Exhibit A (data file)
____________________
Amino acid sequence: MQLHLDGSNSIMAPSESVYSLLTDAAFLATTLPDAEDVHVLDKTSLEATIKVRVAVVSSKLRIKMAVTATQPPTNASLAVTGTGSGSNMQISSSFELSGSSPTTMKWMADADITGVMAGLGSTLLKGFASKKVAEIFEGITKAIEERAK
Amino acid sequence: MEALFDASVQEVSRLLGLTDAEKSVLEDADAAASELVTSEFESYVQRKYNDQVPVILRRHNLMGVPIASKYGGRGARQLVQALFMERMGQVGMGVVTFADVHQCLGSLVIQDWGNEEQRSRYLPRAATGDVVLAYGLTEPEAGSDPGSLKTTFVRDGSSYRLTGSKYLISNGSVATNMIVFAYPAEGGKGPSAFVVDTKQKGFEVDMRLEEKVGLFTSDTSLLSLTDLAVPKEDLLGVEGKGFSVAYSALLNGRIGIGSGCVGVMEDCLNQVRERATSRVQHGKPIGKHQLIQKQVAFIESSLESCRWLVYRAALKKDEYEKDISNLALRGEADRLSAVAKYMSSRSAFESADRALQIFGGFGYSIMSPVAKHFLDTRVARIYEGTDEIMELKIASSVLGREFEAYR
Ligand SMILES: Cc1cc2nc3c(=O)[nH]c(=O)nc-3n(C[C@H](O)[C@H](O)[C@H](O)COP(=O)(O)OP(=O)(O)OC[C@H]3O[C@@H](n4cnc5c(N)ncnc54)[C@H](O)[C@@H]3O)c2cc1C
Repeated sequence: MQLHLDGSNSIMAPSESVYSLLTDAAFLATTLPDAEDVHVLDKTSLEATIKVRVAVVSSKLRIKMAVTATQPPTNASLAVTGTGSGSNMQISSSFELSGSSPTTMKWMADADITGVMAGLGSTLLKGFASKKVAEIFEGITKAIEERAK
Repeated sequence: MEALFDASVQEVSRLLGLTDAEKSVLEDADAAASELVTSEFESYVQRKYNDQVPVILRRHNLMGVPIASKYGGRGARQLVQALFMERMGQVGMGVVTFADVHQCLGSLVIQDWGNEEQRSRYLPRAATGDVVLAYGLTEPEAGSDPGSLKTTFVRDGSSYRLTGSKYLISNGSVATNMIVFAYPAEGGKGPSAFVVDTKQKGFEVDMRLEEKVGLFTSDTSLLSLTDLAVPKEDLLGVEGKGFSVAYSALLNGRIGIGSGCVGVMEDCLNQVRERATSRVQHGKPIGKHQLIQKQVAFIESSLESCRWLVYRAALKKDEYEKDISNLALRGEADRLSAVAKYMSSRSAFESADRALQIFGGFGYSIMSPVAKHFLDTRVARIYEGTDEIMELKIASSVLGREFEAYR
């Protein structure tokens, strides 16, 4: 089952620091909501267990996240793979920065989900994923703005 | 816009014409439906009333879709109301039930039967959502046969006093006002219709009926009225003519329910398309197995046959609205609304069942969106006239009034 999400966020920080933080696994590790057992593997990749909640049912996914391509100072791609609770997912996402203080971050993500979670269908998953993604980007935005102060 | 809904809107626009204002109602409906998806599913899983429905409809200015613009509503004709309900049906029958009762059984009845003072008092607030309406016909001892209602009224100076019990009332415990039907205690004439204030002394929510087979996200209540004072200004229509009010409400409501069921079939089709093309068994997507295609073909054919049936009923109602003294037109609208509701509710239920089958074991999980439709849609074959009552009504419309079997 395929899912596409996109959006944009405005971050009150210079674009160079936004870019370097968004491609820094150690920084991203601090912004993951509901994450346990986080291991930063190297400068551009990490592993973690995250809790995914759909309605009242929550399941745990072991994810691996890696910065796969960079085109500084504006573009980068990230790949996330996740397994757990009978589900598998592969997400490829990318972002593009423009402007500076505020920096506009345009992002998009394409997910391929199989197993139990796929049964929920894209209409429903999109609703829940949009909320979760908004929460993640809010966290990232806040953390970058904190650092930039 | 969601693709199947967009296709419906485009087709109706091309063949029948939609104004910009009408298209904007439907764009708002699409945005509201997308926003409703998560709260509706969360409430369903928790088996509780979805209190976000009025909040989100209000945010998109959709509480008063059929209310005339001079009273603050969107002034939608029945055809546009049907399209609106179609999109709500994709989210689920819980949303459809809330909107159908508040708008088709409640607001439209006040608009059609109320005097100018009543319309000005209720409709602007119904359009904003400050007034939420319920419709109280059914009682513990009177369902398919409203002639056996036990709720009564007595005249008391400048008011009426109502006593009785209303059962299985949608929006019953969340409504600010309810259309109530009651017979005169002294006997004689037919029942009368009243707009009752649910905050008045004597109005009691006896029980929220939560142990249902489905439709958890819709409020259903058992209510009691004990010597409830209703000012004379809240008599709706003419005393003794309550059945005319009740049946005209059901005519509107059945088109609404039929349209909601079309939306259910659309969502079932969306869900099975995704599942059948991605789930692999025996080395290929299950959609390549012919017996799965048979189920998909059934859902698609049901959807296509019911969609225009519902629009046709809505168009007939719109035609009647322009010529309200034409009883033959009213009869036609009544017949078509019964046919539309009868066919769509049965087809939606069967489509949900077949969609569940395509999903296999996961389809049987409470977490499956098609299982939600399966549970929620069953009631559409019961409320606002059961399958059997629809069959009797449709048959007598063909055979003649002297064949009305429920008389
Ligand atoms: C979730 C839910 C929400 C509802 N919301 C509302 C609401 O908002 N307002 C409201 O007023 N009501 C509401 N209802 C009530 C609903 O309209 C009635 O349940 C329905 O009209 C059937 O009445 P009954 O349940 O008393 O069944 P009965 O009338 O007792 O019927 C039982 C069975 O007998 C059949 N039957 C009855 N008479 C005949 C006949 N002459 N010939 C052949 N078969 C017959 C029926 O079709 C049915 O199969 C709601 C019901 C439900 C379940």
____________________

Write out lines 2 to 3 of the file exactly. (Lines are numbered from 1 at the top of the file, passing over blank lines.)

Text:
Amino acid sequence: MEALFDASVQEVSRLLGLTDAEKSVLEDADAAASELVTSEFESYVQRKYNDQVPVILRRHNLMGVPIASKYGGRGARQLVQALFMERMGQVGMGVVTFADVHQCLGSLVIQDWGNEEQRSRYLPRAATGDVVLAYGLTEPEAGSDPGSLKTTFVRDGSSYRLTGSKYLISNGSVATNMIVFAYPAEGGKGPSAFVVDTKQKGFEVDMRLEEKVGLFTSDTSLLSLTDLAVPKEDLLGVEGKGFSVAYSALLNGRIGIGSGCVGVMEDCLNQVRERATSRVQHGKPIGKHQLIQKQVAFIESSLESCRWLVYRAALKKDEYEKDISNLALRGEADRLSAVAKYMSSRSAFESADRALQIFGGFGYSIMSPVAKHFLDTRVARIYEGTDEIMELKIASSVLGREFEAYR
Ligand SMILES: Cc1cc2nc3c(=O)[nH]c(=O)nc-3n(C[C@H](O)[C@H](O)[C@H](O)COP(=O)(O)OP(=O)(O)OC[C@H]3O[C@@H](n4cnc5c(N)ncnc54)[C@H](O)[C@@H]3O)c2cc1C